Methods

Study design

The study used qualitative methodology. Data collection and analysis involved semi-structured interviews and thematic analysis respectively.

Study setting

U Turn Medical is a multi-disciplinary, comprehensive lifestyle intervention programme centred on the patient. The 12-week programme is designed to provide optimal health care for patients with a range of established chronic diseases, including cardiovascular disease, metabolic and chronic respiratory disorders. The programme manages established disease states and recognised risk factors, and aims to improve a patient's functional capacity. It provides risk screening, medical assessment, supervised exercise sessions, injury prevention strategies, dietary education and psychosocial support.

Individualised exercise and lifestyle prescriptions are developed for patients during preliminary one-on-one exercise sessions with a biokineticist. Exercise, dietary, and psychosocial prescriptions are based on findings from baseline medical, exercise and psychosocial assessments. The majority of patients subsequently participate in group exercise sessions held three times a week in a morning or afternoon session. The group exercise sessions are supervised by a biokineticist. A sports physician is in attendance to provide a prompt and appropriate response to any potential emergencies during exercise sessions. Prior to completion, patients are reassessed by a biokineticist and a sports physician. This may be followed by an additional 12-week programme if indicated.

Participants

Participants were identified and recruited from a cohort of patients with NCDs starting the U Turn Medical[9]lifestyle intervention programme. Convenience sampling was deemed the most suitable strategy for the investigation, based on the availability of new intakes into the programme and referral from biokineticists and doctors at clinics. Cases meeting referral criteria for the programme were included in the study. The majority of participants were referred to by programme staff as 'cardiac patients'.

Fourteen individuals consented to being interviewed at the start of the programme. Eleven of the 14 were available for recorded interviews at the end of programme. Two participants submitted written responses due to the reported inconvenience of returning to the study site, and one participant who did not complete the programme did not respond to requests for a follow-up interview. Of the 11 participants interviewed, two withdrew from the programme due to health complications, with one reporting the intention of resuming the programme at the time of the second interview.

An overview of participant characteristics is detailed in Table 1, and reflect similar demographic trends to related patient populations, as reported in related studies[9].

 

 

Data collection

Interviews before and after the intervention were semi-structured, consisting of open-ended questions within a flexible structure to define a specific area of inquiry, as well as divergence to another area if necessary[10,11]. The questions for both interviews are detailed and italicised in Table 2. Interviews took place in a consulting room at the clinic and recorded using a digital voice recorder. They were conducted by the first author, a registered counselling psychologist, and lasted between 15 and 50 minutes respectively. On average, the initial interview was conducted during the participant's second or third week after the physician's assessment. The second interviews were held any time from the last few weeks of the participant's programme to six months thereafter. The recordings were subsequently transcribed and analysed.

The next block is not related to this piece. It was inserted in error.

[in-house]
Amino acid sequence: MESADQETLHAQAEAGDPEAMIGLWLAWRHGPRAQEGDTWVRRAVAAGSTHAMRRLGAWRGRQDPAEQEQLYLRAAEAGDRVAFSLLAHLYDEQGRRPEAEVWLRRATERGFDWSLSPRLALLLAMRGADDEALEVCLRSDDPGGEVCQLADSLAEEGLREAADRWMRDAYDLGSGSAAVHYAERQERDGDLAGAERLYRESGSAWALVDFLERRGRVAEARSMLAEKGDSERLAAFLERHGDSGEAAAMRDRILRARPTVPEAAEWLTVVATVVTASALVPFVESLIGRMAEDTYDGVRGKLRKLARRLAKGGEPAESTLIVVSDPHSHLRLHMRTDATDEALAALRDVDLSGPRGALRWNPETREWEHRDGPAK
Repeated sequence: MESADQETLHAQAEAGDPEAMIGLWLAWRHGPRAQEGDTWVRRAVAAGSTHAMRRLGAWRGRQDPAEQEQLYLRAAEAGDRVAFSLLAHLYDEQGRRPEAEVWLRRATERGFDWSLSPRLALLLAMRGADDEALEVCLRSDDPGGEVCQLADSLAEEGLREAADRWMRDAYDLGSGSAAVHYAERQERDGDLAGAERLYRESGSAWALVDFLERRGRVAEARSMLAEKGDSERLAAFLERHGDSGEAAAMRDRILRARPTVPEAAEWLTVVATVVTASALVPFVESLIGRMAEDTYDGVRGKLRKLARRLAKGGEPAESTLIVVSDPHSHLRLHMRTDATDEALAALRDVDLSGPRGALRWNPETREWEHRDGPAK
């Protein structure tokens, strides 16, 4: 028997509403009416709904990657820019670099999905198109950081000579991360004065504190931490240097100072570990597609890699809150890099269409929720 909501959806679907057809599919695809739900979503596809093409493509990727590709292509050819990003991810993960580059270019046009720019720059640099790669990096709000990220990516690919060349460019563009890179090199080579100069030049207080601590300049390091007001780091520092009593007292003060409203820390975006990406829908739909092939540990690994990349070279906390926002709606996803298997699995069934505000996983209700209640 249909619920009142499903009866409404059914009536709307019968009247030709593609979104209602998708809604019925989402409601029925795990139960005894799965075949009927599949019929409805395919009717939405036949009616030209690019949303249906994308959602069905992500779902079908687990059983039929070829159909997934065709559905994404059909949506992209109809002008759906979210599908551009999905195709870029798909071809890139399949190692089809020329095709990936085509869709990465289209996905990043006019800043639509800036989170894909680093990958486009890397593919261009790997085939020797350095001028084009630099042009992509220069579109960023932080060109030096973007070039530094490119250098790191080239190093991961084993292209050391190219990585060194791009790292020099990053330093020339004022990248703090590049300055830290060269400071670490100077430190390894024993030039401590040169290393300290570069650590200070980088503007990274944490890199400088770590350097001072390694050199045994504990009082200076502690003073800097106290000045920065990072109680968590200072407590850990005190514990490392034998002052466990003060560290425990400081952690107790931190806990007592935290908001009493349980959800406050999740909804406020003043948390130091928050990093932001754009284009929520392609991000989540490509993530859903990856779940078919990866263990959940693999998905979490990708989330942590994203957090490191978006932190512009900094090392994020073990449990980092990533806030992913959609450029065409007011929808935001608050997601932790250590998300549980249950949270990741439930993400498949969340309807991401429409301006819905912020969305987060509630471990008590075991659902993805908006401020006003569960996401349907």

Ethical considerations

Ethical approval for this study was obtained from the Human Research Ethics Committee of the Faculty of Health Sciences at the University of Cape Town (HREC REF 332/2007) in accordance with the Helsinki Declaration. Participants gave their signed, informed consent.

Data analysis

Interview data were analysed using thematic analysis, a user-friendly and intuitive method of identifying and selecting central themes and patterns in data[12]. It is a flexible method and can be adapted into numerous research designs, irrespective of the researcher's theoretical backgrounds. Thematic analysis identifies basic features of the data that are of interest to the researcher[12]. This is achieved through coding, a process of extracting the most basic, yet meaningful segments of raw data from a data set[12]. Following the coding process, themes were identified. Themes relate the important aspects of data to the study's research question[12]. They occur relatively frequently within the data set and carry some degree of meaning[12]. The study made use of QSR NVivo 10 data analysis software.

After the start of the preliminary analysis, a thematic framework was constructed in which to consolidate similar themes and perceive the differences from others. The themes identified in the data set were categorised as: psychosocial barriers and professional and programme-related barriers to progress in the programme.

 

Results

The following section initially describes premorbid and disease-related psychosocial barriers commonly reported by the participants. It subsequently outlines other programme-related factors participants reported as influential in impeding potential improvements in health. Specifically, the importance of professional and ethical conduct by health practitioners (in the programme and in general) is highlighted, as well as a number of technical issues which may have been perceived as frustrating enough to interfere with progress.

Theme 1: Psychosocial barriers

Participants were asked whether they believed that any personal history, relationships or qualities may have hindered their ability to improve their health during the programme. A number of participants reported premorbid and or current psychosocial difficulties. A common theme identified among the comments from the patients included negative responses to the initial diagnoses of NCDs.